PostHeaderIcon A Quick Breakdown of Andy’s Historic Victory

Matthias Hangst/AELTC

Matthias Hangst/AELTC

In my preview of the Wimbledon men’s final, I focused mostly on the intangibles that would likely decide the outcome of this match. And for the most part, that’s how it played out. But if you look at the X’s and O’s of execution, there were clear successes/failures by each that contributed to Andy Murray’s historic 6-4, 7-5, 6-4 win over Novak Djokovic.

Before I start working on the Wimbledon edition of my “Ten Final Thoughts”, I’d like to take a moment to highlight a handful of these more tangible reasons for why Andy won, and Novak lost.

1. The Serve

To put it in plain speak, Andy served well and Novak served poorly!

When Andy needed to serve well in his quarterfinal and semifinal, he did. The same was true of his service performance in the final. Novak, on the other hand, had one of his worst serving performances on the very day he needed it most.

Overall, Andy had more aces (9 compared to 4) and less double faults (2 compared to 4). First serve percentages were about the same, but Andy had a significantly higher percentage of first serve points won. It was definitely a disappointing service day for Novak, but a solid one for Andy.

2. Winners to Unforced Errors

Andy played a very clean match. Playing within himself and with controlled aggression, Andy played smart tennis while not making any silly errors. He hit 36 winners against 21 unforced errors. Even when he was hitting Del Potro-like crosscourt forehands, there was still a feeling that he was in control of his strokes.

Conversely, Novak played one of his sloppiest matches of the tournament, hitting just 31 winners against 40 unforced errors. The math was simple and evident: fewer winners and more errors equals a loss.

3. Footwork and Movement

Andy covered huge amounts of court to defend and win points. The few times he slipped or had trouble with his footing were inconsequential to the outcome. But poor Novak ended face down on the grass more times than I’ve ever seen in a Wimbledon final. It was actually kind of shocking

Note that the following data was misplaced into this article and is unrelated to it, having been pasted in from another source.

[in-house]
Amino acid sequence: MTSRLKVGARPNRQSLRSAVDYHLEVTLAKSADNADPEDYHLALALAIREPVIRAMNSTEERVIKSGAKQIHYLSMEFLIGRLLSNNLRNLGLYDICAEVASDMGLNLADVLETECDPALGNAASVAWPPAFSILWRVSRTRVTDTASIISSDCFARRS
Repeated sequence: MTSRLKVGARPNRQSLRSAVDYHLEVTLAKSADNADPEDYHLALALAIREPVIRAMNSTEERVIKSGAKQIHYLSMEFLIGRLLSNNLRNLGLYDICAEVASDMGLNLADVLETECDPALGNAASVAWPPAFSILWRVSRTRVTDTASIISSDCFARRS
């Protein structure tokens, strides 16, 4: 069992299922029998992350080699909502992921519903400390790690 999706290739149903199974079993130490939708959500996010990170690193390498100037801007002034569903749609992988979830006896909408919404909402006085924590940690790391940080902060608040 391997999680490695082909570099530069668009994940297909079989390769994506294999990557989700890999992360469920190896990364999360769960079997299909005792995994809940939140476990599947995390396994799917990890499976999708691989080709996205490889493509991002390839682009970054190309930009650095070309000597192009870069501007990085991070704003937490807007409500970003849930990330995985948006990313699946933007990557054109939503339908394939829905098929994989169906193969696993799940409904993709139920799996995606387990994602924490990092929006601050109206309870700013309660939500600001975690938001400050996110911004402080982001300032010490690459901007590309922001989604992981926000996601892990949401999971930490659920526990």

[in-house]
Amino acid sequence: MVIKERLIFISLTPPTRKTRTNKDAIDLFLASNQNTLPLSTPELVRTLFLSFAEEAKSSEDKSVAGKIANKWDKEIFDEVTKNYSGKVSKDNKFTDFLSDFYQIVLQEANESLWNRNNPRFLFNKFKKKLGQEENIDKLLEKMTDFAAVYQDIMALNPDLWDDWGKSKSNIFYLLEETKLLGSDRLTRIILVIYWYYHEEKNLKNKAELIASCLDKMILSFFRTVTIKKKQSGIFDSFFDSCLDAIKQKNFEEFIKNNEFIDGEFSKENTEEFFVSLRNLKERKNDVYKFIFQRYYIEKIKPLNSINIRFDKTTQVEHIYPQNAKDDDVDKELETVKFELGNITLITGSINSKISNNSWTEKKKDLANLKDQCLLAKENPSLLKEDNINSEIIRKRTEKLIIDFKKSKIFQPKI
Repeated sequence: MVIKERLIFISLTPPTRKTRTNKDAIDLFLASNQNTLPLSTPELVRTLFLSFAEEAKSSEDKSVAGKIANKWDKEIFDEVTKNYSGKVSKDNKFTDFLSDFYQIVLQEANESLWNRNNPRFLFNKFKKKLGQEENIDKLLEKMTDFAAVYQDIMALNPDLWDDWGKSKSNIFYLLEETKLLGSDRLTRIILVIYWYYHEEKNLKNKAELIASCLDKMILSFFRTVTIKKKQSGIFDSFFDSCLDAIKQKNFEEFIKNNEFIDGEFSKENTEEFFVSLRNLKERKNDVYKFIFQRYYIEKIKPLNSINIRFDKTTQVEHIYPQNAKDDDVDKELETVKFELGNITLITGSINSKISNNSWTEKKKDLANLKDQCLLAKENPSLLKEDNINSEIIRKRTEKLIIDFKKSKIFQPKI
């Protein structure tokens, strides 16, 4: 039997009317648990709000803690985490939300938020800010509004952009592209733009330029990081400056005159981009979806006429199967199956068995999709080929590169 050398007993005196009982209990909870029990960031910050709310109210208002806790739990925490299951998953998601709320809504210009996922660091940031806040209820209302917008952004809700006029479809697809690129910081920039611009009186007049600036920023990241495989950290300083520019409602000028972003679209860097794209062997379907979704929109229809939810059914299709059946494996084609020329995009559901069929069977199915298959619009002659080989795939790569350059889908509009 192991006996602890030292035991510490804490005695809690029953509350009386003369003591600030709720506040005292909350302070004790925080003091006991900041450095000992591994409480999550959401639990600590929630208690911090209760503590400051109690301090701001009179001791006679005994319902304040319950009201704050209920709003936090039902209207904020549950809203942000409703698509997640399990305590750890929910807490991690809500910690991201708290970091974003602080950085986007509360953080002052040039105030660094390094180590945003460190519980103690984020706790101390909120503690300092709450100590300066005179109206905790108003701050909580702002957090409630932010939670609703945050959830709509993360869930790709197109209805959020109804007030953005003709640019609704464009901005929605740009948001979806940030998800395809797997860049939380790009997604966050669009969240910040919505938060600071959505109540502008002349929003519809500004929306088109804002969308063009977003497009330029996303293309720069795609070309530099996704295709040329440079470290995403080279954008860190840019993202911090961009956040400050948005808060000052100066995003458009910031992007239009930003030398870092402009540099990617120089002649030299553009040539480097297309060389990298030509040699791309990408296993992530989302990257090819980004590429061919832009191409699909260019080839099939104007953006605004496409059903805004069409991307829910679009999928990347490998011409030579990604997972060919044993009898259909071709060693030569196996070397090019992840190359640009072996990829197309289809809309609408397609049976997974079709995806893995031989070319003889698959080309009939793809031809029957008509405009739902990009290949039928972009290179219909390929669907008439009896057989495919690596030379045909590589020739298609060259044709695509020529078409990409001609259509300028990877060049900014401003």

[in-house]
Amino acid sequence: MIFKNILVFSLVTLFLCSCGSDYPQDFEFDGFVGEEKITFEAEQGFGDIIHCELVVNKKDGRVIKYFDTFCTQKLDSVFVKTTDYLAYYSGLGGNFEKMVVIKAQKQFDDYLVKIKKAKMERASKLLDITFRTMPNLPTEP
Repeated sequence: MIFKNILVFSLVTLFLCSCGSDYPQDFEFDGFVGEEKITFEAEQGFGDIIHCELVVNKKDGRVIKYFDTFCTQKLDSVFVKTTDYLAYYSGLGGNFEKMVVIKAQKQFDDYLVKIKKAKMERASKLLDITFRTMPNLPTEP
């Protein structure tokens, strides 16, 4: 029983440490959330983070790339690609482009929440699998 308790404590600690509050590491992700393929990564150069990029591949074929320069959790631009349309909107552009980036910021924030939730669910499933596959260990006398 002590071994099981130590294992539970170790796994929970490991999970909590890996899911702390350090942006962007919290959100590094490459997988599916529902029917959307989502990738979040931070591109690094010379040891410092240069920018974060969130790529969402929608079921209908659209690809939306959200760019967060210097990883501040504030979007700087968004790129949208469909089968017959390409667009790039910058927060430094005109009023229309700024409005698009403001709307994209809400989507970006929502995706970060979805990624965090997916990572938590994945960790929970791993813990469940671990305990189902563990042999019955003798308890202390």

There was a lot of talk over the past two weeks about the nubs on the soles of players’ shoes given all of the slipping. Novak had been immune to the slipping until he was instructed to file down the nubs that went up the sides of his soles before the semifinals. Afterward, he slipped badly in that match against Juan Martin Del Potro but still managed the win.

His footing against Andy in Sunday’s final was even worse, and the ramifications were evident and more damaging. His lack of trust in his footing kept him from achieving his usual standard of court coverage. You can’t cover the court on instinct when you’re afraid of wiping out!

Andy was unhampered by the footing issue, covering all areas of the court (behind the baseline to the net, and side to side) with few issues. This begs the question of why the players who struggled didn’t just use the same type of shoes/soles that the players who didn’t struggle were using.

4. Speed

This is more of a subcategory to movement, but still very relevant to the outcome of the match. Part of the work that Andy has done over the past few years has been on speed bursts and quickness. This speed was on full display with Andy blazing back and forth behind the baseline to toss up lobs for the struggling Novak overhead. And when Novak started to have success with drop shots, Andy figured out how to read them in order to sprint up and hit a good reply.

His stronger footing gave him great confidence to jet around the court. Novak, who’s no slouch in the speed department, rarely showed his speed today. But like I mentioned above, it’s hard to cover on instinct (and speed) when you’re afraid of wiping out.

5. Mental Composure

Since Novak became “Novak the Great”, he’s been a model of on-court mental strength and composure. In his biggest wins, he’s looked like a man with ice water running through his veins. Want proof? Think back to the match points he famously fought off against Roger in successive US Opens.

That Novak was nowhere to be seen in the final. He was tense throughout, and got into it with chair umpire Mohamed Lahyani on more than one occasion.

Andy, not necessarily known for having the best on-court demeanor, was extremely focused and mostly kept his emotions in check. There wasn’t any of his usual grabbing at his back or leg, nor any barking of expletives to his box. He was all about the business of winning

And he did!

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